Investigating the environmental differences between parallel and anti-parallel beta sheets

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has title::Investigating the environmental differences between parallel and anti-parallel beta sheets
status: finished
Master: project within::Bioinformatics
Student name: student name::Punto Bawono
Dates
Start start date:=2010/04/01
End end date:=2010/07/31
Supervision
Supervisor: Sanne Abeln
Poster: has poster::Media:Media:Posternaam.pdf

Signature supervisor



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Abstract

Investigating the environmental differences between parallel and anti parallel beta sheets

Background

Beta sheet is the second most common form of regular secondary structure in proteins. They are often bringing together parts of the protein that are separated along the backbones. This structure is made up from a combination of several regions of the polypeptide chain called beta strands which are laterally connected to each other by means of hydrogen bonds. Beta strands can interact in two ways to form a beta sheet. Either the amino acids in the adjacent beta strands can all run in the same biochemical direction (parallel), or in alternating directions (antiparallel). Parallel and antiparallel arrangements of strands in a sheet differ in hydrogen bond pattern between strands, type of chain connectivity and amino acid preferences. Even though there have several studies done on beta sheets, the roles of parallel and anti parallel beta sheets are not yet well understood.

Natural beta sheet proteins are usually soluble, but fragments of beta sheets usually form aggregates. The edges of beta sheets are dangerous because they are already in the right conformation to interact with any other beta strands they encounter. Proteins usually have features that prevent their beta sheets from forming interactions with other beta strands. Due to this characteristic, beta sheets are sometimes associated with the formation of various protein aggregates, such as amyloids. Amyloids are fibrous protein aggregates that may play an important role in neurodegenerative diseases, such as Alzheimer’s disease.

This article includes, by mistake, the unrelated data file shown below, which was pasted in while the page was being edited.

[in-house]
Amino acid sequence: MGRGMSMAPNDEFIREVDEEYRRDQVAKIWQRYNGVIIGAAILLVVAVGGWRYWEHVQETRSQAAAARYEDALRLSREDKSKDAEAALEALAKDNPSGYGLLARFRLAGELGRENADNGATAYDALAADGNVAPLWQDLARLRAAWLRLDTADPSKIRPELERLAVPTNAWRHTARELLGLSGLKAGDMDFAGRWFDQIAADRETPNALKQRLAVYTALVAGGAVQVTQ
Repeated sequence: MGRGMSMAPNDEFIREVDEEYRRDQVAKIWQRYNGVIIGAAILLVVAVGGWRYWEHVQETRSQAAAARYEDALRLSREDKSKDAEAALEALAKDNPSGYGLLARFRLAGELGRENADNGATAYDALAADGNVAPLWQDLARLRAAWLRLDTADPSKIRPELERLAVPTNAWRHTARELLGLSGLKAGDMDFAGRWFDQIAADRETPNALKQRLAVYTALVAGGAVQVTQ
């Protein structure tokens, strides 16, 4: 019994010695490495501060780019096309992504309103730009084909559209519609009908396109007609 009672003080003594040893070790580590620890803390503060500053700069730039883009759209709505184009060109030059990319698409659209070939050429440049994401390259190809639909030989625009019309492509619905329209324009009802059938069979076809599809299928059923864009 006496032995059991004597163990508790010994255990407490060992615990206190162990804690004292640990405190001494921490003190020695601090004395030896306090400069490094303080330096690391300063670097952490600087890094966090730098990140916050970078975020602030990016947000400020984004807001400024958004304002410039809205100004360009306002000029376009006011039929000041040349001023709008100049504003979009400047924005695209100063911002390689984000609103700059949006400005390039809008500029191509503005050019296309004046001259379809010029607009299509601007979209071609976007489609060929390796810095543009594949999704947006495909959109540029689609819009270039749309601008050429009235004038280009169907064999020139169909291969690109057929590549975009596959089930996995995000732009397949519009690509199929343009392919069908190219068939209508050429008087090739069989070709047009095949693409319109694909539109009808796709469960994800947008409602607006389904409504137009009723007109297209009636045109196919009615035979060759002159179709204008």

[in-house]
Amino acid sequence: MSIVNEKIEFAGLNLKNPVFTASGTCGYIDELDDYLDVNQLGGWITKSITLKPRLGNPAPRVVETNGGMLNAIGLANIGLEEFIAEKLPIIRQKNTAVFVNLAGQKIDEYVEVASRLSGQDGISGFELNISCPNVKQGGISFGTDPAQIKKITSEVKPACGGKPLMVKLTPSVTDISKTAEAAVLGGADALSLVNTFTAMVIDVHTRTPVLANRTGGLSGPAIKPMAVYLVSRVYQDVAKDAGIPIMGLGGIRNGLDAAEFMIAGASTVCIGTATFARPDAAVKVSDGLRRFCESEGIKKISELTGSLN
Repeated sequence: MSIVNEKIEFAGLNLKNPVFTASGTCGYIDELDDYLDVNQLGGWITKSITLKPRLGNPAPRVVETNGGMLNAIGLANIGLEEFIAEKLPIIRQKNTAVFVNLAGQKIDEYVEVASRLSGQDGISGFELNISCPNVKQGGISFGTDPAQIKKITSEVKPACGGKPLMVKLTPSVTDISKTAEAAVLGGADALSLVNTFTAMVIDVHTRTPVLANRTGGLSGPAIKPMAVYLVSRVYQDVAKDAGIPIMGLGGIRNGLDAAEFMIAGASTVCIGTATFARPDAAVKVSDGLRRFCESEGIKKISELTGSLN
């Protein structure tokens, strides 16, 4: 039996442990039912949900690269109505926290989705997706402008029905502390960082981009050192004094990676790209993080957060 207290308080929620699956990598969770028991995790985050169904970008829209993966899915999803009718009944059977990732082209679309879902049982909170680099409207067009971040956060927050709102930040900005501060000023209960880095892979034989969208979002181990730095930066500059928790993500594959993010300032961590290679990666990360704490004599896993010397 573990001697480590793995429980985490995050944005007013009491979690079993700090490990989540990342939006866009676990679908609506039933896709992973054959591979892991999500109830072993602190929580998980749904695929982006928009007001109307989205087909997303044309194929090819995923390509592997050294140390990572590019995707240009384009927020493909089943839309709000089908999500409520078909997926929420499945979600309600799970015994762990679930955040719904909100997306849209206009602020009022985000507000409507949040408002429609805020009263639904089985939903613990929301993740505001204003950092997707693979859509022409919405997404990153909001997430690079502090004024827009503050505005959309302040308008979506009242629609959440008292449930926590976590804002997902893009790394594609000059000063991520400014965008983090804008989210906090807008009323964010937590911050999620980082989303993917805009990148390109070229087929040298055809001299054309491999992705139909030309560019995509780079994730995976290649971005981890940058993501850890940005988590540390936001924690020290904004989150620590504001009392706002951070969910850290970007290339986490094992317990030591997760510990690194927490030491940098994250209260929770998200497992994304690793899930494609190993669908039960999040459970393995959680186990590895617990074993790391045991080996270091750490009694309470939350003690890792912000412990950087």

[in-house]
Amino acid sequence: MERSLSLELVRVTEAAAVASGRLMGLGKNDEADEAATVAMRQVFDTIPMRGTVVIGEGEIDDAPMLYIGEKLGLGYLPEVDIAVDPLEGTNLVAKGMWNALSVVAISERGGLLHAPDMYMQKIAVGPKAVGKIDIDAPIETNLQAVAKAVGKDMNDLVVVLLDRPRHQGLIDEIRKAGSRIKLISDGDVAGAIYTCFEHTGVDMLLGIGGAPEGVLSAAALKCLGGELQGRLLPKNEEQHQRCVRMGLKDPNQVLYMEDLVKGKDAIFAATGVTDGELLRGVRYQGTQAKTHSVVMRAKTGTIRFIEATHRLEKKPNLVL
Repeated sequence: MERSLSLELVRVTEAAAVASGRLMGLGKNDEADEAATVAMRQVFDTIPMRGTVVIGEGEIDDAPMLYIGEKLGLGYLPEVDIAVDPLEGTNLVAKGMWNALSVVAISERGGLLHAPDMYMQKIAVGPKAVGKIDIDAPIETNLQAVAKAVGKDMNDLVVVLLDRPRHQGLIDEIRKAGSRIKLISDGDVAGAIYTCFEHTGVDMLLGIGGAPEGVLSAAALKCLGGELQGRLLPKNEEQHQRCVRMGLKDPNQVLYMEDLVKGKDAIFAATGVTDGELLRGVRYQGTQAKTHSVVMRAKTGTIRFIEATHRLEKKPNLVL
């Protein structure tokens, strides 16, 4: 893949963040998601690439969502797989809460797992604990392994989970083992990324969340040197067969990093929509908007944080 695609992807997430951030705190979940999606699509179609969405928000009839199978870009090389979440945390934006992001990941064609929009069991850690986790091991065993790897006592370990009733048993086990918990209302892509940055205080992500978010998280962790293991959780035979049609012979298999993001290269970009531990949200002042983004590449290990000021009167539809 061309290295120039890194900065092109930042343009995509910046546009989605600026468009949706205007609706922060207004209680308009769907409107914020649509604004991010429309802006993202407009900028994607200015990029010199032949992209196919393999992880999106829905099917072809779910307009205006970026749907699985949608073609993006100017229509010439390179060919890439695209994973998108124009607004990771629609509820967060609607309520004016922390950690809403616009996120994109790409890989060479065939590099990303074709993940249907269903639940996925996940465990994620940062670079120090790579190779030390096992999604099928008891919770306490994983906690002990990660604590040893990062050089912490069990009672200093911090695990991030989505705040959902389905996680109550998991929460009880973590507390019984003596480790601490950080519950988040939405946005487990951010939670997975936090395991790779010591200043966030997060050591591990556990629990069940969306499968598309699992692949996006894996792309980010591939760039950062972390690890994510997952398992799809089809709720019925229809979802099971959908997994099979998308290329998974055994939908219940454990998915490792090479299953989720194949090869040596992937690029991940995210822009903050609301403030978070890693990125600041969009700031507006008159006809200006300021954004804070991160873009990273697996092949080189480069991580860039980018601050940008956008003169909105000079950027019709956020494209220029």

Approach/methods

The research process will be divided in two steps. Firstly I am going to survey structural features of beta sheets such as hydrogen bonding pattern and solvent accessibility in all protein structures in the PDB; secondly I am going to do statistical analysis on the survey result to see whether there are significant differences between parallel and anti parallel beta sheets.

To analyze the hydrogen bonding pattern and solvent accessibility of beta sheets in a protein, a program called DSSP will be used. The DSSP (Define Secondary Structure of Proteins) was designed by Wolfgang Kabsch and Chris Sander, the original paper of DSSP was published in 1983. This program does not predict protein structure but instead it defines secondary structure, geometrical features, hydrogen bonding pattern and solvent accessibility of proteins based on their atomic coordinates. DSSP requires a file in PDB format as the input. PDB file format provides description and annotation of the three dimensional structures properties of proteins, such as atomic coordinates, crystallographic structure factors and NMR experimental data.

Since in this research we have to analyze all proteins in the PDB, we need a small program to automate the process of reading all entries in the PDB, putting all the PDB files into DSSP and analyzing the output files of DSSP. This program will be written in C programming language.

Aims/Objectives

The aim of this research is to determine whether there are significant differences in the structure of parallel and antiparallel beta sheets, and whether these differences have any effect on the stability of the sheets. If there are indeed significant differences in the structure of parallel and anti parallel beta sheets, then I would like to construct a hypothesis regarding the possible relations between the structural differences and the functions of parallel and anti parallel beta sheets.

Timeline

My internship research will take place The Centre for Integrative Bioinformatics VU (IBIVU). The duration of this research is 4 months starting 1 April 2010, in which I will fork for 40 hours per week. During this research I will be supervised by Dr. Sanne Abeln.

Month Activities

April Reading literatures and designing the program

May Writing and testing the program

June Analyzing the results

July Writing project report